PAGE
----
One day this week the spread between the bid and the ask for Capital Senior Living‘s shares seemed way too wide, which got me thinking.

I was a little surprised yesterday morning when I checked on the bid/ask spreads for Capital Senior Living, and saw a very wide discrepancy after the market opened. There was a bid for 4,000 shares at $3.48 per share, while a seller was asking for $3.98 per share for a smaller number of shares. 

I had not seen such a large difference between what a buyer wanted and a seller. I checked Brookdale Senior Living, and the spread was two cents. So, I re-looked at Capital Senior Living’s third quarter earnings to see what shareholders might be concerned with.

When earnings were reported, investors at first focused on the comments that sequential move-ins grew by 7%, and for the first time since mid-2018, move-ins were outpacing move-outs. That’s great, and we certainly hope it continues, but same-community occupancy dropped 130 basis points from the second quarter, and plunged 340 basis points from the third quarter of 2018. These were about the worst numbers we had seen this quarter. The result was a drop in same-community operating margin from 35% a year ago to 31% in this year’s third quarter. That tends to happen when revenues go down and expenses go up.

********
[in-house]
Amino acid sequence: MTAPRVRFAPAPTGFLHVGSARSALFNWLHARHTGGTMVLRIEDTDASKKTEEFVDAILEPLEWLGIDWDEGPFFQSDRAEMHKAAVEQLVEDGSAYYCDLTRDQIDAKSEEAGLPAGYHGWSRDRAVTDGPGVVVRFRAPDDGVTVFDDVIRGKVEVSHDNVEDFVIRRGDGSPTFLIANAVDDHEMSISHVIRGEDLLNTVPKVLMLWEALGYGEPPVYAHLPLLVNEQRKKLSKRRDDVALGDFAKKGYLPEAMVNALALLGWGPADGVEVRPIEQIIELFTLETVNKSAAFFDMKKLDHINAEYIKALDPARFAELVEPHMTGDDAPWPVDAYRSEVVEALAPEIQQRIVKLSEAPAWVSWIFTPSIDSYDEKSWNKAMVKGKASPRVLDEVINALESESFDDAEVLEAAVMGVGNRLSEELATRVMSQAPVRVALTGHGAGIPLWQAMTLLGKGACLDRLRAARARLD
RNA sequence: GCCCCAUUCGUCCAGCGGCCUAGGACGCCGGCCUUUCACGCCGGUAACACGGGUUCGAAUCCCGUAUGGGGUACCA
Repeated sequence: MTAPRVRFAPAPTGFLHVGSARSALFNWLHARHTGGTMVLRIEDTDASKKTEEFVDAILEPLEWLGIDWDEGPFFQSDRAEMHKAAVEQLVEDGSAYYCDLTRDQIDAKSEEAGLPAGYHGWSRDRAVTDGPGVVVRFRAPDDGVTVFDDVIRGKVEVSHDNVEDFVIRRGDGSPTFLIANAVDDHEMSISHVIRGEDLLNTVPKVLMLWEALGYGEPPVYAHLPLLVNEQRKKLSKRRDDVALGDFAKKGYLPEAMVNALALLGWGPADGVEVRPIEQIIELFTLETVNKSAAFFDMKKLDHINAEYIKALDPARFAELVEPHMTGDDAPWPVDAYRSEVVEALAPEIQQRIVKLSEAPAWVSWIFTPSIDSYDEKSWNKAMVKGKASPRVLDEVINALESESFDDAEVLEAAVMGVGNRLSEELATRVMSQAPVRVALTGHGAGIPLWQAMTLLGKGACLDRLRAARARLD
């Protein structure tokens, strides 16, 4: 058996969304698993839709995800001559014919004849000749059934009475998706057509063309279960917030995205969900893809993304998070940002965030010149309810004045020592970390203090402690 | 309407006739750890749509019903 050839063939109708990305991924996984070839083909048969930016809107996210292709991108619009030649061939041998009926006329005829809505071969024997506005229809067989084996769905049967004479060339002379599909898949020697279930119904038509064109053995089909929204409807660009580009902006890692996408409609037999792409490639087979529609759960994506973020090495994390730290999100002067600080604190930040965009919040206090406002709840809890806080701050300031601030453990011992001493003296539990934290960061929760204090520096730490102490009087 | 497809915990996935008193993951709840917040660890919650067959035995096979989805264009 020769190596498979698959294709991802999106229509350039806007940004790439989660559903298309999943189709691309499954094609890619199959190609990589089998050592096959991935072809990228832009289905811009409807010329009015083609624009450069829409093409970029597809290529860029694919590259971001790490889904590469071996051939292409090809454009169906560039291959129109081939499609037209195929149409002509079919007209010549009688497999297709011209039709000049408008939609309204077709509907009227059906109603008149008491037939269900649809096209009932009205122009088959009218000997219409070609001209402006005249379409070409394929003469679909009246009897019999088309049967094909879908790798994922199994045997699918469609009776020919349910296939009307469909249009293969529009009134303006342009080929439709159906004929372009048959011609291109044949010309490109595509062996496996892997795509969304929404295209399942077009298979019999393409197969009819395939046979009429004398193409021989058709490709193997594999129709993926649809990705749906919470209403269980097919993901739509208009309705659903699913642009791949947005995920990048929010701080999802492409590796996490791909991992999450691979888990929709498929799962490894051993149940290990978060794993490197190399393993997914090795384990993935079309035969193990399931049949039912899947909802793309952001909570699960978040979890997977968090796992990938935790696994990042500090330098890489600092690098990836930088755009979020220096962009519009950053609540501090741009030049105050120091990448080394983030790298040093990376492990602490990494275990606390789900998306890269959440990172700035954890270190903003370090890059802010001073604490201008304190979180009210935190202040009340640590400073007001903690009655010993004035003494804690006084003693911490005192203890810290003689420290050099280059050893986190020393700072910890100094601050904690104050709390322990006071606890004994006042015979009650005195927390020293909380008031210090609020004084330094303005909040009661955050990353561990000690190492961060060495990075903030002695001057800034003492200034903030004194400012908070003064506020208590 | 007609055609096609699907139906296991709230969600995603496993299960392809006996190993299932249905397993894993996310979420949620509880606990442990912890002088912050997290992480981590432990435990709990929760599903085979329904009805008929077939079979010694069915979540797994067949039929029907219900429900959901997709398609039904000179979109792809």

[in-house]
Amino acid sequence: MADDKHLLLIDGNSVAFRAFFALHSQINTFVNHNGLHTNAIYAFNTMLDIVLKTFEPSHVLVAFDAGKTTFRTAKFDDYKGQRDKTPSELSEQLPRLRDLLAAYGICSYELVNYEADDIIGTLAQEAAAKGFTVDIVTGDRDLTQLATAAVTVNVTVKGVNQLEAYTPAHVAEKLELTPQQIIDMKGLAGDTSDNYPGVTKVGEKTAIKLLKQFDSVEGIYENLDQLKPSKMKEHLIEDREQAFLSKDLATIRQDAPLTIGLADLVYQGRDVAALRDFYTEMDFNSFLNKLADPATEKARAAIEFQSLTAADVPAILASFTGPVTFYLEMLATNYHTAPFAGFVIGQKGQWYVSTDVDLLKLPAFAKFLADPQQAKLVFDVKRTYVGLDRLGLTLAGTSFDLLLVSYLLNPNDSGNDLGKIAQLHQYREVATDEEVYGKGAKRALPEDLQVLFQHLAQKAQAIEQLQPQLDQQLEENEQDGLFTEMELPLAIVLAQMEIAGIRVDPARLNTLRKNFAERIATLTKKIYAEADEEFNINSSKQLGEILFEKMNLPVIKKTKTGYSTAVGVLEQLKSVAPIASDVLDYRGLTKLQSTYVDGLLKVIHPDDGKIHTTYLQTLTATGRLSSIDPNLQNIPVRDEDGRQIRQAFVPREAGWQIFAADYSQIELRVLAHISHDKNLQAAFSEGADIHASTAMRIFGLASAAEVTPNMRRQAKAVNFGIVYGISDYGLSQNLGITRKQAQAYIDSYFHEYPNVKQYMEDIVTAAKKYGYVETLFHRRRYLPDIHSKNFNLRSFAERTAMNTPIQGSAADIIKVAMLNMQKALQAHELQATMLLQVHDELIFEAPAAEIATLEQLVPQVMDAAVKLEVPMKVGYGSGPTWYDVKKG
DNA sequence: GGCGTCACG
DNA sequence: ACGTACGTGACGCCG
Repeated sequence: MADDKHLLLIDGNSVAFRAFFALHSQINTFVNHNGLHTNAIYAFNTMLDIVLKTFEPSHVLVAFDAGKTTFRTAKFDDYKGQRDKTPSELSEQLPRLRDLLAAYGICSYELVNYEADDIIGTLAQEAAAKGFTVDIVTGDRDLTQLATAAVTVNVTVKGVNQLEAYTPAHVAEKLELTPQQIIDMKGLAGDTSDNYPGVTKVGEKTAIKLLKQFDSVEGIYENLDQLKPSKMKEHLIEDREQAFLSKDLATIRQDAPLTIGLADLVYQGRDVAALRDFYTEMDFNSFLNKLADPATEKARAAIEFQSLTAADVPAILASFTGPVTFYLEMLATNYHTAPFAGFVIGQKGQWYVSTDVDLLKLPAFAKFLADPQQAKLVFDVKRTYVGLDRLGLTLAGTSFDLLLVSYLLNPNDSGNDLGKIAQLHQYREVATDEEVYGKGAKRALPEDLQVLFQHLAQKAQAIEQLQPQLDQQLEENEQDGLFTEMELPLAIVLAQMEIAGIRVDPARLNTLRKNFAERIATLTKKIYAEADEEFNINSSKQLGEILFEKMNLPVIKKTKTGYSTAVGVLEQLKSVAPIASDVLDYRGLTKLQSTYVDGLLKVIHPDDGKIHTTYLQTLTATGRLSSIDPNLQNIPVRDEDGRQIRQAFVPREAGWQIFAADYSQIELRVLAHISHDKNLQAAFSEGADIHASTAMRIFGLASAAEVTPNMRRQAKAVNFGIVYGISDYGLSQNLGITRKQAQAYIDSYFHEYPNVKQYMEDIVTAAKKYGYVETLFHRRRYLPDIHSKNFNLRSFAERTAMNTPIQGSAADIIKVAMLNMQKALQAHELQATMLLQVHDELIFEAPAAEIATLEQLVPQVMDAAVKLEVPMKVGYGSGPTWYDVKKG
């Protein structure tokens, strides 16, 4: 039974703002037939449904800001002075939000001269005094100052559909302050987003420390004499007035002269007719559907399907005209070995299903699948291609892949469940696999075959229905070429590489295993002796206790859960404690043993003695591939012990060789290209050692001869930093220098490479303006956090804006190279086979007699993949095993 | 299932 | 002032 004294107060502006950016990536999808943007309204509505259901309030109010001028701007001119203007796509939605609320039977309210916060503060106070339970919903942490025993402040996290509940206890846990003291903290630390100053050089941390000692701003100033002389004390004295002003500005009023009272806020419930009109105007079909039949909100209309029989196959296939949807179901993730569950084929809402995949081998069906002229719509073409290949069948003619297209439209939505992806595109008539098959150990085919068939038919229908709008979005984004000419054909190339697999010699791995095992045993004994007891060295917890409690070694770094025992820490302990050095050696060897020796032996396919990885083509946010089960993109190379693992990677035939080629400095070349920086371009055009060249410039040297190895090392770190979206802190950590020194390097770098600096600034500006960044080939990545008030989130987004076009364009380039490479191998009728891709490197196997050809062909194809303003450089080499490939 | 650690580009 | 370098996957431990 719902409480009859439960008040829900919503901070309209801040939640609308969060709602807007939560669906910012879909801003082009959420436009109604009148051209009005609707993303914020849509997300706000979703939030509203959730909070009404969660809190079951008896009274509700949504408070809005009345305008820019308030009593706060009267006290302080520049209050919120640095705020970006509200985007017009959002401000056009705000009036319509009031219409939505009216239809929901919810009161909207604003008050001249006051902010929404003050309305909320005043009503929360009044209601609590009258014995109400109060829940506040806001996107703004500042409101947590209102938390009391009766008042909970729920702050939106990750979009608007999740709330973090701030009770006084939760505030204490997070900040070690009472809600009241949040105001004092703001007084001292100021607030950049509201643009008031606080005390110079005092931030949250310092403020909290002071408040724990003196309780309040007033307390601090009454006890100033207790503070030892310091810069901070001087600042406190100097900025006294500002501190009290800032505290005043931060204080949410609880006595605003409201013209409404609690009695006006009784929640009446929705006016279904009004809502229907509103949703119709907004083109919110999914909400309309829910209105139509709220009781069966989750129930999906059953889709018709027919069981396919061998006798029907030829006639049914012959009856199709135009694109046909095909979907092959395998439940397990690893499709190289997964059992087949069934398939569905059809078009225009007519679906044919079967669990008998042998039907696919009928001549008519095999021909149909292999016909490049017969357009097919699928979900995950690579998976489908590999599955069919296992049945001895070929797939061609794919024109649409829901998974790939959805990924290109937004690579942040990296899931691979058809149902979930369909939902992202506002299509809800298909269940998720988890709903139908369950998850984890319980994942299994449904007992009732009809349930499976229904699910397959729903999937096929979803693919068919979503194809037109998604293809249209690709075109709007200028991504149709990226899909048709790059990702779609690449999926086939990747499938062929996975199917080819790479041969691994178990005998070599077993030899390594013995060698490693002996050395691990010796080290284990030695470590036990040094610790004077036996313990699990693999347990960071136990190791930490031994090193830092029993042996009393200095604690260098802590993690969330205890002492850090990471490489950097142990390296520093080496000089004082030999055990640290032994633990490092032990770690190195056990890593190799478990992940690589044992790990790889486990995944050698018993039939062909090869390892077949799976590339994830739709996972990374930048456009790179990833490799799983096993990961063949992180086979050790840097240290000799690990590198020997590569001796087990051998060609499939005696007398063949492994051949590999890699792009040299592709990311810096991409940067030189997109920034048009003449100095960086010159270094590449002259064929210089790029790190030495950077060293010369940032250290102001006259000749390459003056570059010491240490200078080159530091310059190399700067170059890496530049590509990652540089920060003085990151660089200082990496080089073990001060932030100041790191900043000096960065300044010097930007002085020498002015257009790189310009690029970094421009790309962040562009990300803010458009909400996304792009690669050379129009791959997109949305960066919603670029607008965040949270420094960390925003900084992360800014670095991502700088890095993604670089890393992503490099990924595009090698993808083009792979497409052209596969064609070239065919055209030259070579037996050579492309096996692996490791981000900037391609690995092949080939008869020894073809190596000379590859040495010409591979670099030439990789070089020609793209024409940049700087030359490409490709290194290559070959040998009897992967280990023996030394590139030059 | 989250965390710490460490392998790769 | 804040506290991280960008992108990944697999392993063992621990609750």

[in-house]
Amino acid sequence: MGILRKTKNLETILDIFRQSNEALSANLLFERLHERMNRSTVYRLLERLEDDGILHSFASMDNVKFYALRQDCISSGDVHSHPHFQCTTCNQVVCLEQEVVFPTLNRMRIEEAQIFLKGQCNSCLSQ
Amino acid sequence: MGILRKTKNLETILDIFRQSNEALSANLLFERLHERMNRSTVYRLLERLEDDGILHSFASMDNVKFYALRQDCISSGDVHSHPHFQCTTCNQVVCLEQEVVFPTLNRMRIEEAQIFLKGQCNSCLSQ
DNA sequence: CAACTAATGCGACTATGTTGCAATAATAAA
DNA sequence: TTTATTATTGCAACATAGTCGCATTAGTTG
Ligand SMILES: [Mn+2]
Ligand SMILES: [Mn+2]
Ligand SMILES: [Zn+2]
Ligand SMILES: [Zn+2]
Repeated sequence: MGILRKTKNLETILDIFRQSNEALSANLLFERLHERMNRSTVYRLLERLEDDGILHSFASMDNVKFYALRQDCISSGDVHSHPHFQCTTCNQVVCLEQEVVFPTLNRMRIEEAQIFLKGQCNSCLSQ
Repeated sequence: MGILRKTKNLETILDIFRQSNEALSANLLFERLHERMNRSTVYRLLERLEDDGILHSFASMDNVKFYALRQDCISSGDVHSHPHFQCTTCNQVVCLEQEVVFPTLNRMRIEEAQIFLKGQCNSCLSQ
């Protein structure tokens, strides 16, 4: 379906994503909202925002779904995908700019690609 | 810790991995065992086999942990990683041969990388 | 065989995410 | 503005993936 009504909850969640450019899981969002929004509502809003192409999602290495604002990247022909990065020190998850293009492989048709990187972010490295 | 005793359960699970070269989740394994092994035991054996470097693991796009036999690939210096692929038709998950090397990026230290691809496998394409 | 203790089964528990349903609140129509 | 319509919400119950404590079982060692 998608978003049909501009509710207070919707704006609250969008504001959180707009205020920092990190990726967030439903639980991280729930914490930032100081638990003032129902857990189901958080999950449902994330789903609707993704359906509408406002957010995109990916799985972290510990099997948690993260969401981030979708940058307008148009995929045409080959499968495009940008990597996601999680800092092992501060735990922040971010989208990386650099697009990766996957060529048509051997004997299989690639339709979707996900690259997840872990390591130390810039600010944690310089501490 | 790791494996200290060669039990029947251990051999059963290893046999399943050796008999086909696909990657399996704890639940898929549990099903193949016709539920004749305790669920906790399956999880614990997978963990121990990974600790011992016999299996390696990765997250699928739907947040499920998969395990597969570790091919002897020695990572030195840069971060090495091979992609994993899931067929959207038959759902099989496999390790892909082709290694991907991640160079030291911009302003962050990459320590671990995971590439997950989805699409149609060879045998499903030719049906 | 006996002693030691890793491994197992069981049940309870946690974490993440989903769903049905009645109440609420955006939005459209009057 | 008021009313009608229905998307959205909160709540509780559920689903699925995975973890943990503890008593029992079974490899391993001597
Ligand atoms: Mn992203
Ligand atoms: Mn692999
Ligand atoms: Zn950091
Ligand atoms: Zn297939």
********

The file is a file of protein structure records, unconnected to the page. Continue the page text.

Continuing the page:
I think investors are still nervous, and cautious, about Cap Senior’s prospects, despite getting out of expensive leases, saving them over $3.0 million annually, and owning 62% of their properties. If the move-in/move-out ratio continues to be positive, census should turn around. But then there are those expenses that everyone is so concerned about for the sector. And by the way, the spread did return to normal levels.